Well, it’s hard to nibble on three or four grams casually, you generally have to keep going beyond the point that you want to.

Yeah. So, it was a curiosity, it was a spiritual exploration, it was, I don’t know, a midlife inventory. It was a corrective. It was all of these things. The psychedelic experience delivered a genuine emotional catharsis that I never could’ve mustered on my own.

And a book like mine, or maybe any book, needs to deliver some emotional catharsis so, it makes sense that it would’ve ended up in there. But the experience for me was deeply strange and spiritual and therapeutic. I feel good about the way that I did it; I was pretty responsible. It was orderly, so far as such things can be orderly. I wanted to take it seriously and be respectful. I know there’s always some degree of danger but I wanted to mitigate against that as well. I had enough experience with them in my youth that I felt a sense of familiarity. It was a wild experience, that’s all I can say. I don’t remember it all that well, these things slip away from you, but man, it was beyond words and profound at times and it gave me what I needed.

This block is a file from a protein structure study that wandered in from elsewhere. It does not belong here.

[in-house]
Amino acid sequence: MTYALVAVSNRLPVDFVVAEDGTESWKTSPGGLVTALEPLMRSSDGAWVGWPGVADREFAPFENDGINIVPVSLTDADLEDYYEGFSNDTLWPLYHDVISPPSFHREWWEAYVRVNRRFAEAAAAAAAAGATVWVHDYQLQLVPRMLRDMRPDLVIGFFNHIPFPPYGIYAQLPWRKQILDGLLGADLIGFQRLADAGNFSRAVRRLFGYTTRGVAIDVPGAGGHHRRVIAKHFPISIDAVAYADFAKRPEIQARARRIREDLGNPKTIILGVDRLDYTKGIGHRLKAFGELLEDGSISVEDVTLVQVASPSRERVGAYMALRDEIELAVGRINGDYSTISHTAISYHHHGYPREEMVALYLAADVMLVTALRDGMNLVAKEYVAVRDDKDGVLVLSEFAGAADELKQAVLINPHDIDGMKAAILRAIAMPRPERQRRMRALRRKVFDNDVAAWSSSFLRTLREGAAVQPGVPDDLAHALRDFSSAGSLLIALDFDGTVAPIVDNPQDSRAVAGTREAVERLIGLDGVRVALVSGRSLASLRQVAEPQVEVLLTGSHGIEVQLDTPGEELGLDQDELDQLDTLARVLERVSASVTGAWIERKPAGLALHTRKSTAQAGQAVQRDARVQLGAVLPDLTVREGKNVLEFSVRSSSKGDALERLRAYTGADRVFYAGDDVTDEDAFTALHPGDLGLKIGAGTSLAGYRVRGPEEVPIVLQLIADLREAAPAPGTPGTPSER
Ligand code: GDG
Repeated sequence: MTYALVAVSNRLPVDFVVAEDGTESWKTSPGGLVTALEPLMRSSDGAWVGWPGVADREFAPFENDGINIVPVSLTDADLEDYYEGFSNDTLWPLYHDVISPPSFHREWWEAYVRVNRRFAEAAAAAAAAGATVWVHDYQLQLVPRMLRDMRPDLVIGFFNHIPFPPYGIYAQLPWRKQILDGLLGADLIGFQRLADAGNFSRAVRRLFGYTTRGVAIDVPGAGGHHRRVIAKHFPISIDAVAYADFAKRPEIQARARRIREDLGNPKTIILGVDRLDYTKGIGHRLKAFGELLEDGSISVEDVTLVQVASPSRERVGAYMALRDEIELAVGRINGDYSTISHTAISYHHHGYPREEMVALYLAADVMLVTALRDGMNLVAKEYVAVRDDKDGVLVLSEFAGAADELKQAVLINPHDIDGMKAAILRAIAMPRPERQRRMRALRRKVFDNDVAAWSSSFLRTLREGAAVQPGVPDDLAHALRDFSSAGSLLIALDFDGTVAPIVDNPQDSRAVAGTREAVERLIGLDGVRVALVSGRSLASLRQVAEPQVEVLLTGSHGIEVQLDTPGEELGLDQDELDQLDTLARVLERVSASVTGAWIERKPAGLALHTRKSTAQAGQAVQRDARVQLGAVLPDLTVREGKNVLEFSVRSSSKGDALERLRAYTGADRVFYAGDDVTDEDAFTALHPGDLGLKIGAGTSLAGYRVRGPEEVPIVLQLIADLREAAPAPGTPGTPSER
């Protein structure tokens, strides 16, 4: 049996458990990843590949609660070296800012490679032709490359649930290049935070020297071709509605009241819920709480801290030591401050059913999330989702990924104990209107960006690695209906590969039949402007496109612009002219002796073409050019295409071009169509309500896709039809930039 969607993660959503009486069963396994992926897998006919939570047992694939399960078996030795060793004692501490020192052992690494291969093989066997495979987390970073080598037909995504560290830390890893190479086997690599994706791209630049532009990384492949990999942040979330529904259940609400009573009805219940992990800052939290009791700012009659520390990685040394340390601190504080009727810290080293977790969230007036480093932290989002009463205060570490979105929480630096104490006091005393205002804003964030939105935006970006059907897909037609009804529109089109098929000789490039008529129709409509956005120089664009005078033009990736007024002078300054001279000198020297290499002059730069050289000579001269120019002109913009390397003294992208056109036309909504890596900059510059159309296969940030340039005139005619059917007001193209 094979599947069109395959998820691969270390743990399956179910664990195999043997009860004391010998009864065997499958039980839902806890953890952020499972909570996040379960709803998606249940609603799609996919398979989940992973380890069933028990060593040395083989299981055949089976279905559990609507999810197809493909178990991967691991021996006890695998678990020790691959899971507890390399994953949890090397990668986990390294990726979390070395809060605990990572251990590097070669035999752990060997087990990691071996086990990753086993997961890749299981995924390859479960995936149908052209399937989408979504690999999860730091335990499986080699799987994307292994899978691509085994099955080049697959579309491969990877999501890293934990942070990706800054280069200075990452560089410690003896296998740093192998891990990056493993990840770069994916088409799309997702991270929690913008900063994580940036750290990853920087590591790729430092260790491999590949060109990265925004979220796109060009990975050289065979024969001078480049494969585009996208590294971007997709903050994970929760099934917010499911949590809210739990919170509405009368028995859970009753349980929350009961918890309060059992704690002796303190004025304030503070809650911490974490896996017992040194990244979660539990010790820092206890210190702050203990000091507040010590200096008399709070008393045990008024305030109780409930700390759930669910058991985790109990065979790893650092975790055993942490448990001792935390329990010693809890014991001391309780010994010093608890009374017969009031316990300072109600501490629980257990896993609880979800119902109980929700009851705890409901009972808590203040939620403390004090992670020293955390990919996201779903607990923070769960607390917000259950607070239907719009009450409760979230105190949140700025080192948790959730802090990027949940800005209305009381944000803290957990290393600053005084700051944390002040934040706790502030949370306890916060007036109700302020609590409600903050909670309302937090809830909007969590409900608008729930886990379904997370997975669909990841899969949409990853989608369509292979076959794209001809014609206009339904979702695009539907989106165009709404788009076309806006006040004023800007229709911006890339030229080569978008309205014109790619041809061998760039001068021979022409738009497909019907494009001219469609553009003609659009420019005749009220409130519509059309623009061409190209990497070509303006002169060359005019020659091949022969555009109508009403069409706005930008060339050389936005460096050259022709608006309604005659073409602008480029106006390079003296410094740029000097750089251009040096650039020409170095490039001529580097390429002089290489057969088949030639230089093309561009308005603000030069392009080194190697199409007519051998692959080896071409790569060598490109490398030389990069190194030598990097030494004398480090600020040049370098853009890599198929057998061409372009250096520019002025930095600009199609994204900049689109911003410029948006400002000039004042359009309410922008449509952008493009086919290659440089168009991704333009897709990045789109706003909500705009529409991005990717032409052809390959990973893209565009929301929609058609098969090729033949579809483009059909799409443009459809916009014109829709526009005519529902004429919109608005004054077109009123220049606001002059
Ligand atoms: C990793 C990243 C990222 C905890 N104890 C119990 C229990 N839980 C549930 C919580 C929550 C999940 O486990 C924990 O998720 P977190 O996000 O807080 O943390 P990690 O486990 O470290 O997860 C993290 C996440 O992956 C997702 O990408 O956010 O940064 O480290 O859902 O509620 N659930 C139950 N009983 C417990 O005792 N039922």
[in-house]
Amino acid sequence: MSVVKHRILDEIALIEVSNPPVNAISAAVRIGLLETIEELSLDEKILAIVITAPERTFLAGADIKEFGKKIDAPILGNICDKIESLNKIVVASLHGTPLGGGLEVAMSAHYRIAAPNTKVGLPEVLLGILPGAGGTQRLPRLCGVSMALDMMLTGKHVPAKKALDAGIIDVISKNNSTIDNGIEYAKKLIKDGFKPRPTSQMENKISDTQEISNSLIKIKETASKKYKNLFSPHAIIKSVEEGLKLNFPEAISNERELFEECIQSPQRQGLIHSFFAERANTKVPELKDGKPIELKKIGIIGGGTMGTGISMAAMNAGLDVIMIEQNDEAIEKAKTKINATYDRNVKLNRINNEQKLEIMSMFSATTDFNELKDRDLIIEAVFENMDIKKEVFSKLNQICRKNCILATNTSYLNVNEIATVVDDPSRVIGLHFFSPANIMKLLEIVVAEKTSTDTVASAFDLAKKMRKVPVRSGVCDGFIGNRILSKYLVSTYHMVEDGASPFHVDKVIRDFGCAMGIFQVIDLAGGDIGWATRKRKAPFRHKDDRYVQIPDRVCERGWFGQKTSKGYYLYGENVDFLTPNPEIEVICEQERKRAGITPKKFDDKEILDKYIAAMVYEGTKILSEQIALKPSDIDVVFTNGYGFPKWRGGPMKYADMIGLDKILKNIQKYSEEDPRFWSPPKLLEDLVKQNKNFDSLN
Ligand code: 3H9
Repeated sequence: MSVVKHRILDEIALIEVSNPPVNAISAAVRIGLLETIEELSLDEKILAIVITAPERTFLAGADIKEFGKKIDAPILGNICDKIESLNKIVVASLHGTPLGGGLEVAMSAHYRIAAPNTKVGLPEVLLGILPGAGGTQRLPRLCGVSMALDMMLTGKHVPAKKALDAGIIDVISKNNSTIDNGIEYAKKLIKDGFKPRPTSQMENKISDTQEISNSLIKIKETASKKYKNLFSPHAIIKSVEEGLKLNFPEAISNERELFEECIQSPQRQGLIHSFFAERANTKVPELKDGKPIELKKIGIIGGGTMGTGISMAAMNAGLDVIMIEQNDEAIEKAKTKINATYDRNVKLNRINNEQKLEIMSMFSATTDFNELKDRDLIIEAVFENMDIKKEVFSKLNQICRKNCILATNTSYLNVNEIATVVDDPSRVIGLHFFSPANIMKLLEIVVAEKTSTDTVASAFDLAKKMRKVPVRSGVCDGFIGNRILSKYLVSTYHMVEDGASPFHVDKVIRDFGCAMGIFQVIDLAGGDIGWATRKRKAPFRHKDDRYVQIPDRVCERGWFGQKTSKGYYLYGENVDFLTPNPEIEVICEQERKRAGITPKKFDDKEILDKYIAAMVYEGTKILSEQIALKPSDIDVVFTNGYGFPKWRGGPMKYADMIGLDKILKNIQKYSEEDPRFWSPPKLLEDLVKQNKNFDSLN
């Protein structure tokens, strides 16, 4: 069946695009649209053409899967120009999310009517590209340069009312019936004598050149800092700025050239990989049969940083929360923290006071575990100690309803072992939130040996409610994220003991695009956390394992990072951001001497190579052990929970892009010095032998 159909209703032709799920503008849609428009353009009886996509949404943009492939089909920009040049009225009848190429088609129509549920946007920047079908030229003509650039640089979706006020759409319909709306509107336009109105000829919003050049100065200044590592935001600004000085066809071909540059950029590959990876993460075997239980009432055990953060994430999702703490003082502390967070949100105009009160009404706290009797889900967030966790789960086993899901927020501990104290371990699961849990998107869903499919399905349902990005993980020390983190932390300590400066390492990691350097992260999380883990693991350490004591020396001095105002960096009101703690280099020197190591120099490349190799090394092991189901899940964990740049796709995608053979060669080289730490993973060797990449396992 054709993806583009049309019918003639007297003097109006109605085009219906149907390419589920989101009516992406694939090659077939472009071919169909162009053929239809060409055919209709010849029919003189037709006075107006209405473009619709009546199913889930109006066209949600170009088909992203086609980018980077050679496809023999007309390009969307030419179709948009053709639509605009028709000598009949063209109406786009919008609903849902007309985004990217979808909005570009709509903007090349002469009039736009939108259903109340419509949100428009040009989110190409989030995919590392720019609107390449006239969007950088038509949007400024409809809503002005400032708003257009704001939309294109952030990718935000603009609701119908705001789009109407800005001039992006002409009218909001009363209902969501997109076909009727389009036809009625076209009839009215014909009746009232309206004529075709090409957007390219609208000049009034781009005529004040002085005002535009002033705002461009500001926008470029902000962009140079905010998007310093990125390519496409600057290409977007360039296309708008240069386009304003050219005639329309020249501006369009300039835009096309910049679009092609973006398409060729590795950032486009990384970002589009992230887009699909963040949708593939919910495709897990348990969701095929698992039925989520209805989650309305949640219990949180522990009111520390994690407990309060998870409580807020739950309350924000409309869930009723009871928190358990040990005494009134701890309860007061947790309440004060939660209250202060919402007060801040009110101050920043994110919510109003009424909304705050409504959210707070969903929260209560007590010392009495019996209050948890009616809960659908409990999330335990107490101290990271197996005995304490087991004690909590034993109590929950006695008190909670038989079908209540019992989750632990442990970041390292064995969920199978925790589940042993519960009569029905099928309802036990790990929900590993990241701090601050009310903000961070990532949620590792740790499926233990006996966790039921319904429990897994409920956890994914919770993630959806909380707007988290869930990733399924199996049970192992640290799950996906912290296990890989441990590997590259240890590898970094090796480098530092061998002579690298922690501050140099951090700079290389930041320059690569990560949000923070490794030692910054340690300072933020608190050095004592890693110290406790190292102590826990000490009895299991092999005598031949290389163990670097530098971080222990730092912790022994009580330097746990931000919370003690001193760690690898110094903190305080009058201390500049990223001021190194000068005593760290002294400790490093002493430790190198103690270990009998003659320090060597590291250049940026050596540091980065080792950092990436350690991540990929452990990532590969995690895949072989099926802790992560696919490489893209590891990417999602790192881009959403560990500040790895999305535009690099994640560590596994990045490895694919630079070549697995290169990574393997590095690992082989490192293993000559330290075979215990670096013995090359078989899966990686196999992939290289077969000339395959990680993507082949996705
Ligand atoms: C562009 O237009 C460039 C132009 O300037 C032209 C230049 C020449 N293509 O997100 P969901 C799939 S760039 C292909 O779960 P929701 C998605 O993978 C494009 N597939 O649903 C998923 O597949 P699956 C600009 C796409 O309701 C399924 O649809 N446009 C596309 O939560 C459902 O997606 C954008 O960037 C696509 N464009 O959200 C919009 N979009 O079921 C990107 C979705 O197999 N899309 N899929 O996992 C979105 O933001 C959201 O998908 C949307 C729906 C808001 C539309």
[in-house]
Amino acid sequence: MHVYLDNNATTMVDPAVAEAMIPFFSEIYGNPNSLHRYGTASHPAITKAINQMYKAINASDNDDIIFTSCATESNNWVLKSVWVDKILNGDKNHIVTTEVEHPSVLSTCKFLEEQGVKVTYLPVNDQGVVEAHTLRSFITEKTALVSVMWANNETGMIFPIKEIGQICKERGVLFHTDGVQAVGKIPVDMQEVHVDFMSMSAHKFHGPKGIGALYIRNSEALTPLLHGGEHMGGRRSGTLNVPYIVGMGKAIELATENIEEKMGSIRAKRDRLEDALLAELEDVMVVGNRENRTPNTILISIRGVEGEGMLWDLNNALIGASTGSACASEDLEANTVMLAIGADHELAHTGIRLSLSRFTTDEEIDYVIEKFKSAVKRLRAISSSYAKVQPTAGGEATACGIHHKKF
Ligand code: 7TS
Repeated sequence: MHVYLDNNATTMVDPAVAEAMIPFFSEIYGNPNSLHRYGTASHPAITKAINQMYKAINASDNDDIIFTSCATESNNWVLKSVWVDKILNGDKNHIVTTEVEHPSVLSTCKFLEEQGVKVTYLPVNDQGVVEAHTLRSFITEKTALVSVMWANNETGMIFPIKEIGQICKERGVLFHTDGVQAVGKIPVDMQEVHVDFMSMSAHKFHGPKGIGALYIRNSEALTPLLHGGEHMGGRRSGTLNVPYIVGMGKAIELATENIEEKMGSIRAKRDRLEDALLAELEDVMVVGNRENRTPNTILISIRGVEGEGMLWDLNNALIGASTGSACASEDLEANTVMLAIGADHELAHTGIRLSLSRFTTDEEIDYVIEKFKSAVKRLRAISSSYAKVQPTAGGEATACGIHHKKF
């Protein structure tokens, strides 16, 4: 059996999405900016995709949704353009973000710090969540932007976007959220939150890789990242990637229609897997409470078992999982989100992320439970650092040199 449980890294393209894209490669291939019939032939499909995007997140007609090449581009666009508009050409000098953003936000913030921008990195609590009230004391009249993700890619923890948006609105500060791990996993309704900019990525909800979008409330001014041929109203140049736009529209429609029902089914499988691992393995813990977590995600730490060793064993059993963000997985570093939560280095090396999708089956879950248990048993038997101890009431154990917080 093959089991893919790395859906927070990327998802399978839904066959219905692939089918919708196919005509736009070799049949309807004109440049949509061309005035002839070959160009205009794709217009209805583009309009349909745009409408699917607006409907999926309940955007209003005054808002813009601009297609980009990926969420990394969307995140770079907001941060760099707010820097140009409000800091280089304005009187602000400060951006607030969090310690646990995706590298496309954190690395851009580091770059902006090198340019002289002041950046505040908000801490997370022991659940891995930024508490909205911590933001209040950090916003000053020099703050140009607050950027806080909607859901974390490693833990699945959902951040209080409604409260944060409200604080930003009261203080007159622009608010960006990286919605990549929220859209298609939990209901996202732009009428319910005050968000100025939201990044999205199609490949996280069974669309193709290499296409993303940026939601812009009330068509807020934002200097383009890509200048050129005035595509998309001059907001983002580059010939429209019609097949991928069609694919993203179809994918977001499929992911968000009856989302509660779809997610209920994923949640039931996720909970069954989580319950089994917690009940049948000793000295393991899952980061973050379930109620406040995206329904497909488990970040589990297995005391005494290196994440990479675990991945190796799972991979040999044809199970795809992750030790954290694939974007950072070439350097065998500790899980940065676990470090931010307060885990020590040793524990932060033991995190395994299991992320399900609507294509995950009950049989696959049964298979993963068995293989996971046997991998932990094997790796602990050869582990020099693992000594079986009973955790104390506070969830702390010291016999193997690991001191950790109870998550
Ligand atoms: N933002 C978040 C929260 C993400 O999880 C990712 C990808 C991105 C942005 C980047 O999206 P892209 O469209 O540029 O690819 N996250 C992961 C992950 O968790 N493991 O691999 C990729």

Brad Listi’s 5 Things:

Bill Callahan. Can’t stop listening to his music.

Topo Chico. World’s best sparkling water.

Naglev Unico hiking shoes. Very light and very tough.

Pilot Precise V5. My go-to pen.

Barhi dates. They taste like caramels.